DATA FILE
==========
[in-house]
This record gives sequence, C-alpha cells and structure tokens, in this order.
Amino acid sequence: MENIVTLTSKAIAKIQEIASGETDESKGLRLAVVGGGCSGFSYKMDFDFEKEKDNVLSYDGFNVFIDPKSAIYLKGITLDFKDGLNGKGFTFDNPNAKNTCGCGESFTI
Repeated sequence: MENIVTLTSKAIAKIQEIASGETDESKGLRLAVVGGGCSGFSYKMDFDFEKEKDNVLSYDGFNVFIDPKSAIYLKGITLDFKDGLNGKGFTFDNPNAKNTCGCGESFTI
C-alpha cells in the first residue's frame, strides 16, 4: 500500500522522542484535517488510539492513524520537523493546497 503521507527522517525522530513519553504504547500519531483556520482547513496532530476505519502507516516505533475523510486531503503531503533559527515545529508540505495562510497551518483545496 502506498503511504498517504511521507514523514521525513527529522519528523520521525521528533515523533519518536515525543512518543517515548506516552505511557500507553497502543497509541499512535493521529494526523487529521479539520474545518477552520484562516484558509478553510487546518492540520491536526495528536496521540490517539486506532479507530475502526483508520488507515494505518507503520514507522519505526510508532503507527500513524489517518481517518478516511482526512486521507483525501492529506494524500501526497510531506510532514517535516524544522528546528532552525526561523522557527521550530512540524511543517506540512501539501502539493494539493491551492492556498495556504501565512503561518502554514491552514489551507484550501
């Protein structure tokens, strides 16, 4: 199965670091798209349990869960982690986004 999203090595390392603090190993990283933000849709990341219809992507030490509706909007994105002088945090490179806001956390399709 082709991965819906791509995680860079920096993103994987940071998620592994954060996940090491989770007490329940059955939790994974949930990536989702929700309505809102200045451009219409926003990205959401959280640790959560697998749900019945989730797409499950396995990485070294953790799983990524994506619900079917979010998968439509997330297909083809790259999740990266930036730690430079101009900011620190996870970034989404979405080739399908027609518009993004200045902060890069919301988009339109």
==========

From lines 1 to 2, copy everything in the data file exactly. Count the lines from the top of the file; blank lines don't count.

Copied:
[in-house]
This record gives sequence, C-alpha cells and structure tokens, in this order.